Martin v. NH State Prison, Warden
///ORDER granting 6 Motion for Summary Judgment. The petition is dismissed. Clerk shall enter judgment and close the case. Because the petitioner has failed to make a substantial showing of the denial of a constitutional right, the court declines to issue a certificate of appealability. So Ordered by Judge Landya B. McCafferty.(gla)
UNITED STATES DISTRICT COURT
FOR THE DISTRICT OF NEW HAMPSHIRE
Civil No. 16-cv-462-LM
Opinion No. 2017 DNH 244
Warden, New Hampshire
O R D E R
Christopher Martin seeks a writ of habeas corpus pursuant
to 28 U.S.C. § 2254, challenging his conviction on burglary
In support, Martin claims that his counsel provided
constitutionally ineffective assistance during the criminal
The Warden, Michael Zenk, moves for summary
Following the events that are described below, Martin was
charged with two counts of being an accomplice to theft by
unauthorized taking, one count of being an accomplice to
burglary, and one count of conspiracy to commit burglary.
was convicted in New Hampshire Superior Court, Rockingham
County, on all four charges and was sentenced to a total of 10
to 30 years in prison.
His direct appeal was dismissed on
Martin then filed a petition for a writ of habeas corpus in
the superior court, asserting claims of ineffective assistance
His petition was construed as a motion for a new
trial under RSA 526:1-4, and was denied after a hearing.
v. Gerry, No. 217-2014-CV-354 (N.H. Super. Ct. Feb. 28, 2017).1
The New Hampshire Supreme Court declined Martin’s notice of
The decision under review here is the
superior court’s February 28, 2017 decision denying Martin’s
motion for a new trial, and the factual background is taken from
that decision and the transcripts of the state criminal trial.
See Ylst v. Nunnemaker, 501 U.S. 797, 804-06 (1991).
History of Relationship with Victim
Martin’s father had a plumbing business, where Martin
worked beginning when he was a teenager.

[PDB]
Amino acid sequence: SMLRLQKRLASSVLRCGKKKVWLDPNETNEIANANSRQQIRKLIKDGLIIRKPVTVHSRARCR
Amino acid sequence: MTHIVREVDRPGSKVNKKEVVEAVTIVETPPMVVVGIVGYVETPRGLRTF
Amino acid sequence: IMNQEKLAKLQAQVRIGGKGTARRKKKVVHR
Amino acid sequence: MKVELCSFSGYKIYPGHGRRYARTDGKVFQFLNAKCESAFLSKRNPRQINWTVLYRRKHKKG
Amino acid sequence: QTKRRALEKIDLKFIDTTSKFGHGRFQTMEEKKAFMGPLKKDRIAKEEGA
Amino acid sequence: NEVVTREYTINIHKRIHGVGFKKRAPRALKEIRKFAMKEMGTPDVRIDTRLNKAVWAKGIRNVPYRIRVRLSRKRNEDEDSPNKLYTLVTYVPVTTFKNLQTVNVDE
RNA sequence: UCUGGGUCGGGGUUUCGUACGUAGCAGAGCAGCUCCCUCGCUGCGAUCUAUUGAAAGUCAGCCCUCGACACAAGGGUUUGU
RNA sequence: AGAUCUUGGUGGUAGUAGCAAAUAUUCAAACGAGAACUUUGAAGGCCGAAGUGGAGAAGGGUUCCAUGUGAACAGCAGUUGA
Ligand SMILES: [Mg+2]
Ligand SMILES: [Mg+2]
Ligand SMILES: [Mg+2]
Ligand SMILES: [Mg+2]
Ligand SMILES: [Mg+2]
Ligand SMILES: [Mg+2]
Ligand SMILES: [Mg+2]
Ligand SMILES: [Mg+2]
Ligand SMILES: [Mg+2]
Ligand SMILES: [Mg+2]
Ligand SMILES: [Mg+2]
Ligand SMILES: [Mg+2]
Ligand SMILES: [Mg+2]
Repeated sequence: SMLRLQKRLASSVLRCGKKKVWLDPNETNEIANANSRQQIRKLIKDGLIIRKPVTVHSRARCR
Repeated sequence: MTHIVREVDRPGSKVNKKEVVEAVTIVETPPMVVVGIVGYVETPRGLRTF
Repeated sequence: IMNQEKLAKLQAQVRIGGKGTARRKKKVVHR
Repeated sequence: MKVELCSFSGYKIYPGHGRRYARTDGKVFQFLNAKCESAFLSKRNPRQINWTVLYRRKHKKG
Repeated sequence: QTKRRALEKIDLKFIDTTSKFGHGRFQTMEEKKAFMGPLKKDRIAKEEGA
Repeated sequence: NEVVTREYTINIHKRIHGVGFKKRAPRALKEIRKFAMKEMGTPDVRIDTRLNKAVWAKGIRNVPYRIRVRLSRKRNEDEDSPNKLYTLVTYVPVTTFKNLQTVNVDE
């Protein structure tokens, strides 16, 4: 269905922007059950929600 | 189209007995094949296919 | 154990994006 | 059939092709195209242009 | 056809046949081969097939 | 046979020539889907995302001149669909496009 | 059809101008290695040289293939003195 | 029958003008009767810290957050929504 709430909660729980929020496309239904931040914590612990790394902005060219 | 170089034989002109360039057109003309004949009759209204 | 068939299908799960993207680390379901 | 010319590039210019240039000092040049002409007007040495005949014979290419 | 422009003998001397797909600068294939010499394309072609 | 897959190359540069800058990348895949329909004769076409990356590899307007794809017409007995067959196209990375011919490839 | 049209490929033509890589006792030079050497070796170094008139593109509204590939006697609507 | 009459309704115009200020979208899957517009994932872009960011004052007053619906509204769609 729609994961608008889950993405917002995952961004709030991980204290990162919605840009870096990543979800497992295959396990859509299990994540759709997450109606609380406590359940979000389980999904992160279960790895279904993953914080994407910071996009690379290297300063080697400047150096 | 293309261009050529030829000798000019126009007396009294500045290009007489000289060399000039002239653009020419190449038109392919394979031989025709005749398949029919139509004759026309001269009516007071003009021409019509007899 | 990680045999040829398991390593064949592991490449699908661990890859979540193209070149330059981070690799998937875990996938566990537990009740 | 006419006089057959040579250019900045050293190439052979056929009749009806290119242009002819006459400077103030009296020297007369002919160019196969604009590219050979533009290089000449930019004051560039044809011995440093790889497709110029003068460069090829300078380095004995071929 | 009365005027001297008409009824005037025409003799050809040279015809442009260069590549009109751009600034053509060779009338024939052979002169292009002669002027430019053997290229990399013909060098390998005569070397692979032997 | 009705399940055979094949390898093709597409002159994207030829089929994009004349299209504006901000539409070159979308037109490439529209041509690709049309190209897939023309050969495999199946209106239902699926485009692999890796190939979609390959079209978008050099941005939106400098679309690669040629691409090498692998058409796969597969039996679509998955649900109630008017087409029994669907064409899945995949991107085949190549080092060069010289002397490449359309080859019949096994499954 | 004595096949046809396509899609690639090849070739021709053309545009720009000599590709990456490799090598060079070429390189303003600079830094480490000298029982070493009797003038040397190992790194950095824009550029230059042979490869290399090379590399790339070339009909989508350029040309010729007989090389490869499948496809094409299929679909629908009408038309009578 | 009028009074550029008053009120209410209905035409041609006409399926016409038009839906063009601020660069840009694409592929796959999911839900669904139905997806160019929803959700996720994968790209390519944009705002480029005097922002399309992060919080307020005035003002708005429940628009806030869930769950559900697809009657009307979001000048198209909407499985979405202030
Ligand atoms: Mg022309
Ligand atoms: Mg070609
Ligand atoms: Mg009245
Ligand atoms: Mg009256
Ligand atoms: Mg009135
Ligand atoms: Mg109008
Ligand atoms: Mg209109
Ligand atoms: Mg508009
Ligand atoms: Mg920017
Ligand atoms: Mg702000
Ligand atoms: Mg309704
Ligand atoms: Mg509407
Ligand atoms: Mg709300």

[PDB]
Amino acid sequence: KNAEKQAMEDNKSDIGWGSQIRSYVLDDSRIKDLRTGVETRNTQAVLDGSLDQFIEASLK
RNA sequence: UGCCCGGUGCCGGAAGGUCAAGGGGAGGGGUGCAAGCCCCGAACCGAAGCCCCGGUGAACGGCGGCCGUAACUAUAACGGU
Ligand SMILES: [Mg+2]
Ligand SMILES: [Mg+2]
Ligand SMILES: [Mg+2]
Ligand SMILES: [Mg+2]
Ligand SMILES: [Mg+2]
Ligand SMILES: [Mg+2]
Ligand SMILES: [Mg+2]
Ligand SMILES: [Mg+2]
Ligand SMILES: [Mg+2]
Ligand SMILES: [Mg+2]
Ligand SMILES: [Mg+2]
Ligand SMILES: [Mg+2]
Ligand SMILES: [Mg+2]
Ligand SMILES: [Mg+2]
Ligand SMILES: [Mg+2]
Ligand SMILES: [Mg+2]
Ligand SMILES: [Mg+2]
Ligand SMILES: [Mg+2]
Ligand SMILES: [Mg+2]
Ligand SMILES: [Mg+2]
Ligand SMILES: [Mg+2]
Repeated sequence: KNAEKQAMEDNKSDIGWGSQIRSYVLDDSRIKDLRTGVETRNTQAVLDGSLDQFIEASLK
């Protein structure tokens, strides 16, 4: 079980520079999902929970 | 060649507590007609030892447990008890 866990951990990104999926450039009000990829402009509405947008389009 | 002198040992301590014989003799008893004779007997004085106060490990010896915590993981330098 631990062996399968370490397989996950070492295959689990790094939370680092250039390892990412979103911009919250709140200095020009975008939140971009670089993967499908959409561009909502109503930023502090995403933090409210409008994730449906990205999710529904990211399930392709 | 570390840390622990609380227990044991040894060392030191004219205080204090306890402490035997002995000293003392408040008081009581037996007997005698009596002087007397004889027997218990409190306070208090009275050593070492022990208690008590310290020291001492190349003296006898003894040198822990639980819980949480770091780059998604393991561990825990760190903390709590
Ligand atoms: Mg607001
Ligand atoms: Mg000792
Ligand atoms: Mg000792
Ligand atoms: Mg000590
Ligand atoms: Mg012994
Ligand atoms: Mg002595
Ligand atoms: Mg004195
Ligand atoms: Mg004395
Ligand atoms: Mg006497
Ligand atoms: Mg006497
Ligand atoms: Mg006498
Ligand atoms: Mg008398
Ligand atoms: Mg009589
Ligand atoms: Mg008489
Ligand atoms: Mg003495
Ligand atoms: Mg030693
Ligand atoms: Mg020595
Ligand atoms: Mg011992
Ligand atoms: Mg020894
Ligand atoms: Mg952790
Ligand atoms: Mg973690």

At some point, Martin
met Dr. Arthur Cutter, a veterinarian, who hired Martin’s father
as a plumber.
Martin eventually took over his father’s
business, and Cutter continued to hire Martin to provide
Cutter and Martin had a friendly
relationship, and they had engaged in recreational firearm
Martin included a copy of the superior court’s February 28,
2017 order in an earlier filing. See doc. no. 3-2 at 17-43.
In addition, Martin’s wife bought a horse
from Cutter and used Cutter as the veterinarian for the horse.
Cutter operated his veterinarian practice out of the
basement in his home in Deerfield, New Hampshire.
provided plumbing services to Cutter in the residential part of
On one occasion, Martin fixed a sink drain in a
bathroom off of Cutter’s bedroom, where Cutter had a safe.
In March or April 2011, Martin hired Jacob Eric Palo as a
day laborer in his plumbing business.
Palo lived with his
girlfriend, Sherri Avnet, in an apartment in Manchester.
was a drug addict who used heroin, cocaine, and Xanax.
who was also a drug user, began visiting Palo’s apartment to
Martin recommended Cutter as a veterinarian and
gave Palo Cutter’s telephone number, address, and directions to
During one visit with Palo and Avnet, Martin told Palo
about the safe in Cutter’s bedroom, which Martin said contained
money, and also told Palo that Cutter had a gun under the stairs
in his home.
Martin and Palo discussed a plan in which Martin
would drop Palo at Cutter’s house, and Palo would force Cutter
to open the safe so that Palo could steal the contents.
the plan, Martin would get part of the money from the safe and